Back in 2015, the US National Toxicology Program found “clear evidence” that exposure to radiation caused heart tumors in male rats, and found “some evidence” that it caused tumors in the brains of male rats. (Both are positive results; the NTP uses the labels “clear evidence,” “some evidence,” “equivocal evidence” and “no evidence” when making conclusions.)

In 2018, two US National Toxicology Program peer-reviewed studies were published that found that Cell phone and Bluetooth radiation could cause cancer in rats, saying “there is clear evidence that male rats exposed to high levels of radio frequency radiation (RFR) like that used in 2G and 3G cell phones developed cancerous heart tumors …There was also some evidence of tumors in the brain and adrenal gland of exposed male rats.”

Fox News reports "A recent Brazilian study found an increase in tinnitus (ringing in the ears) as a result of frequent and prolonged cell phone use. Research in the lab has also shown damage on the cellular level, including altered calcium transport and genetic expression, which could be indicative of pre-cancerous changes."

At the same time, it is good to remember that radiation of this type, as well as other parts of the spectrum, is all around us, evey minute of our lives. The sun emits radition across the entire spectrum, and much of it reaches us. There are chemical sources of radition in our food, rocks, water and plants. We are exposed to radiation in X-rays and other radition at the dentist's office, passing through security at the airport traveling on airplanes. Radition is a part of our lives. Understanding it and controlling exposure is the key.

Latest News:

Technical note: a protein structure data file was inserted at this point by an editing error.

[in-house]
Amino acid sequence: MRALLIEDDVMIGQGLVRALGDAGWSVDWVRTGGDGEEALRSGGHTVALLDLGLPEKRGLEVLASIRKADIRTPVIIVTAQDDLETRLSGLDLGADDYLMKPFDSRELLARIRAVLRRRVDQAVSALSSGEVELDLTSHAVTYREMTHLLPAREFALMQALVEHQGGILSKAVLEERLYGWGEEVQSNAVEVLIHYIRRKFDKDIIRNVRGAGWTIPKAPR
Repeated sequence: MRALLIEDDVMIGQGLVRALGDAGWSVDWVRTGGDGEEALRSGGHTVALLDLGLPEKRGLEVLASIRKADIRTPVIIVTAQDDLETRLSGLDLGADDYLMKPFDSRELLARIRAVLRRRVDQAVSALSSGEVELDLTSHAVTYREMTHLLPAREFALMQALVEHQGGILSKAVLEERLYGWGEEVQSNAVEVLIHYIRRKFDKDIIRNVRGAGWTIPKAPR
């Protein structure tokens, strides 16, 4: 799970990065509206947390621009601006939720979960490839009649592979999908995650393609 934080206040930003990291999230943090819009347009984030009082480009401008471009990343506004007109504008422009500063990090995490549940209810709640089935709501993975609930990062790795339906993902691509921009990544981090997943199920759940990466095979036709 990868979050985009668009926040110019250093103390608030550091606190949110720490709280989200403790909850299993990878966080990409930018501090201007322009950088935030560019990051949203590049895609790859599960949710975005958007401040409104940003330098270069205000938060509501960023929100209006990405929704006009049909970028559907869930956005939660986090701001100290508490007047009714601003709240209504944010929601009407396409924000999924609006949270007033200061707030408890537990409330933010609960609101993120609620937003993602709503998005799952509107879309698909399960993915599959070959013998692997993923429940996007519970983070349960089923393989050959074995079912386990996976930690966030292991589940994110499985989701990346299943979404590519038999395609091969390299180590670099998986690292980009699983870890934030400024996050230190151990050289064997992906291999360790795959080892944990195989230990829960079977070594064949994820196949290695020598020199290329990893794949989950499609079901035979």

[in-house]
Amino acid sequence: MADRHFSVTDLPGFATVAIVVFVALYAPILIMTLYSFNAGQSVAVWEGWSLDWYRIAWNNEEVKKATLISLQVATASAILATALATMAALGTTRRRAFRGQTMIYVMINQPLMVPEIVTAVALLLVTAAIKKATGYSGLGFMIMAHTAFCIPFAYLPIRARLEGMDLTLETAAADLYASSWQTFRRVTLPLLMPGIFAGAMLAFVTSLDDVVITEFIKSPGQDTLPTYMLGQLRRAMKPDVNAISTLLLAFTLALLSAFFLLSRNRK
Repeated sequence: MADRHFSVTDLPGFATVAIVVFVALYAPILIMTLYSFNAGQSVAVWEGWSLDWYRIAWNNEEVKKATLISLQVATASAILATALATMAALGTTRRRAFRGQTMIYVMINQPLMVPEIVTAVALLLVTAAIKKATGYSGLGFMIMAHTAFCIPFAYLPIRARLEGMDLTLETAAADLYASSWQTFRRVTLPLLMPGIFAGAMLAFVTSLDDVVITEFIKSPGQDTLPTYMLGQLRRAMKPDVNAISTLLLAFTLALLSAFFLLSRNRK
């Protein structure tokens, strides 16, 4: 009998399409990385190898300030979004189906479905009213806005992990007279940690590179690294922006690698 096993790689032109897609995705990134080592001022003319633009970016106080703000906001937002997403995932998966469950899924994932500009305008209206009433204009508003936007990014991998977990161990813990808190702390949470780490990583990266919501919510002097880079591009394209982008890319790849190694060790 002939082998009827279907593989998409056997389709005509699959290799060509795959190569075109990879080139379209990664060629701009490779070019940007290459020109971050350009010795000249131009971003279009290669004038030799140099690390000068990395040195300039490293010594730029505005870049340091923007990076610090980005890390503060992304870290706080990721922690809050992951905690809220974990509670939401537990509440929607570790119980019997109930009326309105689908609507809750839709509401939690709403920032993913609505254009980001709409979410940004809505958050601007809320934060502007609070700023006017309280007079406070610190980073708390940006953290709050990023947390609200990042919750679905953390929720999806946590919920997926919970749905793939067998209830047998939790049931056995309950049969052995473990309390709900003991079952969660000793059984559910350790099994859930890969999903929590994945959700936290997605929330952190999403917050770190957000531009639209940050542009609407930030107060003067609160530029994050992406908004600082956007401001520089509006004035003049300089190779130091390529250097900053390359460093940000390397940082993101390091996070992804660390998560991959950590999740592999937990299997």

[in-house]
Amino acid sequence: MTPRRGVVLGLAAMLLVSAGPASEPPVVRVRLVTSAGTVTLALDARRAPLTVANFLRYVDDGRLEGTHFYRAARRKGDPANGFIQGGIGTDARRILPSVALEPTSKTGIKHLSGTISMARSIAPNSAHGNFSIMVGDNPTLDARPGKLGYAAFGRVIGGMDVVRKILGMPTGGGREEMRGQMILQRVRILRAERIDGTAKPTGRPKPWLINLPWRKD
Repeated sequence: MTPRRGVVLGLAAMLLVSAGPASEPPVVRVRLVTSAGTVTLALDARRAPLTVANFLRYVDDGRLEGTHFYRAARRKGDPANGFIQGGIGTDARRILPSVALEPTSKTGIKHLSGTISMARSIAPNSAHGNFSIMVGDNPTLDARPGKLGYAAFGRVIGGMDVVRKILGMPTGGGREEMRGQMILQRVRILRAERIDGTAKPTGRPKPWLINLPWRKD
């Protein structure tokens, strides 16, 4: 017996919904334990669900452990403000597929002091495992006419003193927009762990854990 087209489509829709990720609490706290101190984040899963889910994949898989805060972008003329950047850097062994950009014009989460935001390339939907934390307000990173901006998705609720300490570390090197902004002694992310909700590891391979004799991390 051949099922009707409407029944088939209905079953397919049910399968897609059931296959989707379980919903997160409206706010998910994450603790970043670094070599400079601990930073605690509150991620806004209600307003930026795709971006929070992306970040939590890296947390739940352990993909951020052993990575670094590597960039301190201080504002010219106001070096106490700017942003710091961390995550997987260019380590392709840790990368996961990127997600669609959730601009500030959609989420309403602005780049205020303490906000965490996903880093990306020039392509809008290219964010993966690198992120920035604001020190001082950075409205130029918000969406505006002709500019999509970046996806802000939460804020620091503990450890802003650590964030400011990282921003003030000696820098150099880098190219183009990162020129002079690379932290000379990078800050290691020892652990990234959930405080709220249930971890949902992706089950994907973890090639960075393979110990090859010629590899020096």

• March 2019 - A new controversy surface regarding bluetooth headsets like Apple's Airpods. See that story here
  • May 2016 - A National Toxicology Program study conducted on rats found "low incidences" of two types of tumors in male rats that were exposed to the type of radio frequencies that are commonly emitted by cellphones. The tumors were gliomas, which are in the glial cells of the brain, and schwannomas of the heart.
  • April 2016 - Has the incidence of brain cancer risen in Australia since the introduction of mobile phones 29 years ago? - This study says there is no incease in cancers due to cell phone use. "
    "Mobile phone use in Australia began in 1987. Use is now over 90%.
    Brain cancer incidence between 1982 and 2013 has not increased in any age group except those aged 70 84; in the latter group the increase began in 1982, before mobile phones were introduced.
    We hypothesize the increases in incidence of brain cancer in the oldest age group are due to improved diagnostic detection.
    We found no increase in brain cancer incidence compatible with the steep increase in mobile phone use"

Studies, Facts and Evidence